# Track to evaluate internal noise level?

I am listening to Spotify/MP3 on my laptop with external sound card and headphones.

Is there something like dedicated track that will help me evaluate the level of internal noise of my system? I found a track called digital silence but the system probably didn't output anything at all because I could not hear any noise, no matter the volume, but with some silence inside other tracks I was able to hear the noise difference between the laptop's internal sound card and the external one.

EDIT:

There is this song on Spotify named Digital Silence but when I play it on max volume from my laptop (over headphones) I can't hear ANYTHING. While in case of other songs on max volume I think I can hear noise in them that gets improved when I use external DAC. My assumption is that the laptop will not output any signal at all in case of the Digital Silence track.

It may be that your sound card has a 'gate', which practically disconnects it's circuit when not in use (that is to say, a digital silence - meaning a stream of 0s will not activate your sound card, thus it may appear silent because of this).

If you want to get technical you could use a sine wave generator (I'm sure you can find one for Audacity) and either use your ears. Do you hear any noise? The more scientific way would be to connect an oscilloscope if you happen to have one, and take a look at the sine wave itself, and preferably a frequency response charting of the signal. A sine wave should have one clear peak. If you see other peaks, that means you have harmonic distortion.

The bit resolution of your source and sound card will also affect the noise level you're going to experience. You get -6dB of noise per bit you add.

16 bits = 16 * -6 = -96dB 24 bits = 24 * -6 = -144dB This simply mean that any audio below these levels will not be audible, because the noise that is inherent because of the sample width is louder.

What I'm getting at is this: Spotify is not a reliable audio source for determining the system signal to noise ration as the tracks you get off Spotify has noise introduced because of sample rate and sample width.

• At least with proper noise-shaped dither you can actually discern signals even well below that quantisation-noise level. – leftaroundabout Dec 12 '13 at 15:22
• I am not sure I understand your math with bits - I thought the more bits the better sound. Also the Spotify streaming should not be a bottleneck, at least according to this answer: avp.stackexchange.com/questions/9586/… – daniel.sedlacek Dec 13 '13 at 11:01
• The math is explained here: en.wikipedia.org/wiki/Audio_bit_depth and I'm not saying spotify is a bottle neck, simply that I would not use Spotify as my audio source if I was trying to figure out the minimum noise in my system. – AlexanderBrevig Dec 13 '13 at 12:32

We need to disambiguate a couple of things here.

"Internal noise level" of a soundcard is an analogue phenomenon, coming from the DACs and the headphone amp. Unless you have an analogue volume pot on your external sound card, this noise level will be completely independent of what you're doing. Certainly independent of software, so you can as well measure it with no file playing at all!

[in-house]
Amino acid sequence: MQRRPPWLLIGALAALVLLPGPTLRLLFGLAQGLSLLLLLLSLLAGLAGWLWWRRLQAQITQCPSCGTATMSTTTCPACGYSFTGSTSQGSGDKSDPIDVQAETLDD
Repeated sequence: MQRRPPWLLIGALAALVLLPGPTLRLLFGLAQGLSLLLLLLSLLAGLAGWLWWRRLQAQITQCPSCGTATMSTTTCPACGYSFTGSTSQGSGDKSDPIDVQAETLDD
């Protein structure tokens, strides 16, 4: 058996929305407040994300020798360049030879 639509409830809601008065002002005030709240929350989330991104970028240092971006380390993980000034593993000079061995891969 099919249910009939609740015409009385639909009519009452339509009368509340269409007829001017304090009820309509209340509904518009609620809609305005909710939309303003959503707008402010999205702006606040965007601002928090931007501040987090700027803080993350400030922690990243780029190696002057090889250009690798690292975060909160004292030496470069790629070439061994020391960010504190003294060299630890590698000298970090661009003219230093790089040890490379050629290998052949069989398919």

As a matter of fact, that level may well be so low it's simply inaudible. That's certainly no big deal to achieve in a professional audio interface, after all we don't need to amplify any particularly low signal on a high-impedance channel (the only reason noise remains an issue for microphone preamps).

Sure, laptop sound cards are notoriously noisy, but that mainly is a problem in the inputs and when you connect to other devices with a ground difference that makes power-supply bursts audible.

If you do hear a sound difference between internal and external sound card, but only between certain tracks (and be aware that this may always be just a placebo effect, or due to different total volume levels!) then it's probably not the internal noise but some specific kind of artifact. In particular, if the DAC is not designed well it will cause distortions on the whole dynamic range that is particularly obvious on low-level, high-frequency sounds. So if there is some noise on the recording itself, the DAC might make this worse and it sounds like it's coming from the sound card itself. You might say this is extra noise from the sound card itself, but I'd rather keep to saying it's distortion of the file's audio signal.

• Thanks for the explanation. What I was refereing to is that when I max the volume and connect headphones direclty to laptop I can hear lot of high level "noise" in a quite part of one particular track, but when I do the same via the FiiO E7 there is clearly less noise, while the heights are not cut off nor suppressed so I suppose the external DAC does a better job eliminating the "noise". – daniel.sedlacek Dec 13 '13 at 14:05

It would be simple to create a track that consisted of digital samples of zero. Using Audacity, start a new session, add a stereo track at the sample rate and depth you desire, then select Silence for the duration you want. Save as an uncompressed file type (WAV, for example) and listen.

You can of course save as any type you like, to see if the codec has any effect, and vary the sample rate etc to experiment.

• There is this song on Spotify named Digital Silence (play.spotify.com/album/0ukIPSztyTel8F3gtMbv2d) but when I play it on max volume from my laptop (over headphones) I can't hear ANYTHING. While in case of other songs on max volume I think I can hear noise in them that gets improved when I use external DAC. My assumption is that the laptop will not output any signal at all in case of the Digital Silence track. – daniel.sedlacek Dec 11 '13 at 10:54